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People watching sunset at Damarland, Namibia

Namibia Travel Guide

A land of stark beauty and wide-open spaces, Namibia offers rugged landscapes and unique wildlife encounters. This African gem is renowned for its vast desert landscapes, including the iconic red sand dunes of Sossusvlei, where the sunrise paints a breathtaking panorama of colours. Explore the captivating Etosha National Park, home to diverse wildlife such as elephants, lions, and zebras. Witness the ancient rock art of Twyfelfontein, a UNESCO World Heritage Site, and marvel at the fascinating geological formations of the Fish River Canyon, one of the largest canyons in the world.

Immerse yourself in the rich cultural heritage of Namibia, where traditional tribes like the Himba and San people have preserved their way of life for generations. Engage in cultural encounters and learn about their customs and traditions. For the adventurous at heart, Namibia offers thrilling experiences like quad biking in the Namib Desert, cruising along the dramatic coastline of Skeleton Coast, and embarking on a scenic flight over the vast Namibian landscapes. Whether you're seeking breathtaking landscapes, unforgettable wildlife encounters, or cultural immersion, Namibia is a destination that will leave you with lasting memories of its untamed beauty.

Key Facts

Time Zone



The Namibian dollar (N$)

Dialing Code


  • Namibia has long been one of the safest and most stable African nations
  • With excellent weather and even more excellent wildlife, you will get to experience the ‘real’ Africa in lush surroundings with lots of Namibian hospitality to boot!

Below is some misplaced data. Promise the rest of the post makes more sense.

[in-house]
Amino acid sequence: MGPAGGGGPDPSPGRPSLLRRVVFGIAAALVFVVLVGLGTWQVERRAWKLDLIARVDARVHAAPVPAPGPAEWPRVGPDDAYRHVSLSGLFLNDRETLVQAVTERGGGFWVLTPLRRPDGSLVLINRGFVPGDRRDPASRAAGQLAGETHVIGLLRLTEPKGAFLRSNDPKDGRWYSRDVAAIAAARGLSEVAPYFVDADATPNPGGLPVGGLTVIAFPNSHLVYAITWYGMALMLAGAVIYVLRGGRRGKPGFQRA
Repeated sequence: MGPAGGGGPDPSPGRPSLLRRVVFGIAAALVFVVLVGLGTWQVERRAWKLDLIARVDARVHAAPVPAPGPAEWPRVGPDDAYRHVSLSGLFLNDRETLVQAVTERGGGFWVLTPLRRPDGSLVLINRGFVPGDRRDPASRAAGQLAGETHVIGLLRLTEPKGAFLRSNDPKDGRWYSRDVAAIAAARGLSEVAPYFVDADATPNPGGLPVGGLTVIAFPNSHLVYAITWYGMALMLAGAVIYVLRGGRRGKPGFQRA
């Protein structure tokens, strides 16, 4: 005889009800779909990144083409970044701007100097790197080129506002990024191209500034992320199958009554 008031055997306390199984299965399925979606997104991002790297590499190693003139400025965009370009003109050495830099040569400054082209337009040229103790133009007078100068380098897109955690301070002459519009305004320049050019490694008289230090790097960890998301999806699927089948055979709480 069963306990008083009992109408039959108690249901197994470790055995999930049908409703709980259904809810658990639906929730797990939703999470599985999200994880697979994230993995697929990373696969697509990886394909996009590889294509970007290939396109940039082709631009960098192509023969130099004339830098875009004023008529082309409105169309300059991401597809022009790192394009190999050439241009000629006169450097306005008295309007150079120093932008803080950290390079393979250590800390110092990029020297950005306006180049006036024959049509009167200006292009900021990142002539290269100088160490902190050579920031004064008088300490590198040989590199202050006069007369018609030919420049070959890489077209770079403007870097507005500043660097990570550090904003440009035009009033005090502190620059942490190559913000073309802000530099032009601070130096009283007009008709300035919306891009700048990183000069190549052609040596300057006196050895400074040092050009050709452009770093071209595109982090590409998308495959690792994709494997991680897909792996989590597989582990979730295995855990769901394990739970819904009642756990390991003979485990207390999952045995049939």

• It is easily combinable with other projects in Africa.

Windhoek is the capital and largest city in Namibia.

  • See Kolmanskop ghost town
  • See the stars in the Kualala Desert
  • Safari in the Etosha National Park
  • Visit Spitzkoppe Tocks
  • Explore Fish River Canyon
  • See petroglyphs of the UNESCO World Heritage Site of Twyfelfontein
  • See the sunset in Sossusvlei
  • Discover the delights of Swakopmund and Pelican Point
  • Ride along the Skeleton Coast

Namibia's traditional staple is millet. Two common varieties as a basic porridge called pap and a paste called Oshifima. Often they are served with stewed vegetables or meat. However, most restaurants do not focus on traditional food and instead focus on European cuisine, seafood and fast food.

There is generally a heavy focus on meat due to the country's landscape and most fruit and vegetables are imported from South Africa.

Namibia is one of the sunniest countries in the world with an average of over 300 days of sunshine per year.

December to March is generally hot. Between April to May temperatures start to drop and from June to September is Namibian winter, although there is no rainfall during these months and temperatures during the day are moderate. From October to November temperatures rise again and some rainfall is seen.

There are vast differences between daytime and nighttime temperatures and at night temperates plummet rapidly.


Visas may be required in order to enter or transit through certain countries depending on your passport nationality, your reason for travel and how long you intend to stay.

Visa, passport and entry rules are subject to change and you should check the most up to date information from the relevant embassy or visa specialist.

To make things easier we have teamed up with The Travel Visa Company who are one of the UK’s leading travel visa specialists. You can use their website, alongside embassy websites,  to find out the specific entry requirements for the countries you intend to travel to.

For a fee, their dedicated team of experts can also apply for visas on your behalf, taking away the hassle and streamlining the process for you if you wish. For more details on the services they provide please click here – The Travel Visa Company

Some countries will require proof of certain vaccines, such as yellow fever or covid, in order to gain entry. Please check with the relevant embassy of visa specialist before travel.


Passports must be kept in good condition. Travellers with damaged passports may be refused entry at immigration. It is the responsibility of the traveller to ensure that all travel documents are in good condition before they travel. Most countries will also require at least 6 months of validity on your passport from the time you finish your trip.